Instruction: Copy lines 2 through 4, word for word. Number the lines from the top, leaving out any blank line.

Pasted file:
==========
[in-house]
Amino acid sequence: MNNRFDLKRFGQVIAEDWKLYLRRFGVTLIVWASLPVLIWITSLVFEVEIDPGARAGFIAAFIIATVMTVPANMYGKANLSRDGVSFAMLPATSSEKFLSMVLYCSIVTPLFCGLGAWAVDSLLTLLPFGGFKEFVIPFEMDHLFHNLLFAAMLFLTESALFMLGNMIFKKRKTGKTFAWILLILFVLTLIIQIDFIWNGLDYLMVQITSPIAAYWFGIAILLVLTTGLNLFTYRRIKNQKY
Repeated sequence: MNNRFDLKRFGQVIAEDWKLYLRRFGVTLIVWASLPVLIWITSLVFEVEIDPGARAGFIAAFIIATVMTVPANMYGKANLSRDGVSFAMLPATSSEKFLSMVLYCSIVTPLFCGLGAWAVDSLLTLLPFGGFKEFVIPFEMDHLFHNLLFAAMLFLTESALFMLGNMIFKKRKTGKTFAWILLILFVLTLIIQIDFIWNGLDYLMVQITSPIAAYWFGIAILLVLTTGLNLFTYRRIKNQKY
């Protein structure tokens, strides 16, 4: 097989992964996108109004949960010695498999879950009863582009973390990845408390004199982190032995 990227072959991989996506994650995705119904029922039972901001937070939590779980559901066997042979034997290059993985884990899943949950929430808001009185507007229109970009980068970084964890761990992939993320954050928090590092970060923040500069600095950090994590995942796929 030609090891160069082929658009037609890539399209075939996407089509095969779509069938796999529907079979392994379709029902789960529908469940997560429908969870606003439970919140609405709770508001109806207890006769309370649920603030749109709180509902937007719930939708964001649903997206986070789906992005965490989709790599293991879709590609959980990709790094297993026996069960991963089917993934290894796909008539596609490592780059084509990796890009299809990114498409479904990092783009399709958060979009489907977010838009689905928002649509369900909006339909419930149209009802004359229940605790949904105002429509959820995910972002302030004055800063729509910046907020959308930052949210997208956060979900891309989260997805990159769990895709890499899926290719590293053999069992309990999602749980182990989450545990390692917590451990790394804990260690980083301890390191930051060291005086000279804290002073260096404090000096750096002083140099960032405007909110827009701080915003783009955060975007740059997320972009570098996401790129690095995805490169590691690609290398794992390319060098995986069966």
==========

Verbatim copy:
Amino acid sequence: MNNRFDLKRFGQVIAEDWKLYLRRFGVTLIVWASLPVLIWITSLVFEVEIDPGARAGFIAAFIIATVMTVPANMYGKANLSRDGVSFAMLPATSSEKFLSMVLYCSIVTPLFCGLGAWAVDSLLTLLPFGGFKEFVIPFEMDHLFHNLLFAAMLFLTESALFMLGNMIFKKRKTGKTFAWILLILFVLTLIIQIDFIWNGLDYLMVQITSPIAAYWFGIAILLVLTTGLNLFTYRRIKNQKY
Repeated sequence: MNNRFDLKRFGQVIAEDWKLYLRRFGVTLIVWASLPVLIWITSLVFEVEIDPGARAGFIAAFIIATVMTVPANMYGKANLSRDGVSFAMLPATSSEKFLSMVLYCSIVTPLFCGLGAWAVDSLLTLLPFGGFKEFVIPFEMDHLFHNLLFAAMLFLTESALFMLGNMIFKKRKTGKTFAWILLILFVLTLIIQIDFIWNGLDYLMVQITSPIAAYWFGIAILLVLTTGLNLFTYRRIKNQKY
């Protein structure tokens, strides 16, 4: 097989992964996108109004949960010695498999879950009863582009973390990845408390004199982190032995 990227072959991989996506994650995705119904029922039972901001937070939590779980559901066997042979034997290059993985884990899943949950929430808001009185507007229109970009980068970084964890761990992939993320954050928090590092970060923040500069600095950090994590995942796929 030609090891160069082929658009037609890539399209075939996407089509095969779509069938796999529907079979392994379709029902789960529908469940997560429908969870606003439970919140609405709770508001109806207890006769309370649920603030749109709180509902937007719930939708964001649903997206986070789906992005965490989709790599293991879709590609959980990709790094297993026996069960991963089917993934290894796909008539596609490592780059084509990796890009299809990114498409479904990092783009399709958060979009489907977010838009689905928002649509369900909006339909419930149209009802004359229940605790949904105002429509959820995910972002302030004055800063729509910046907020959308930052949210997208956060979900891309989260997805990159769990895709890499899926290719590293053999069992309990999602749980182990989450545990390692917590451990790394804990260690980083301890390191930051060291005086000279804290002073260096404090000096750096002083140099960032405007909110827009701080915003783009955060975007740059997320972009570098996401790129690095995805490169590691690609290398794992390319060098995986069966």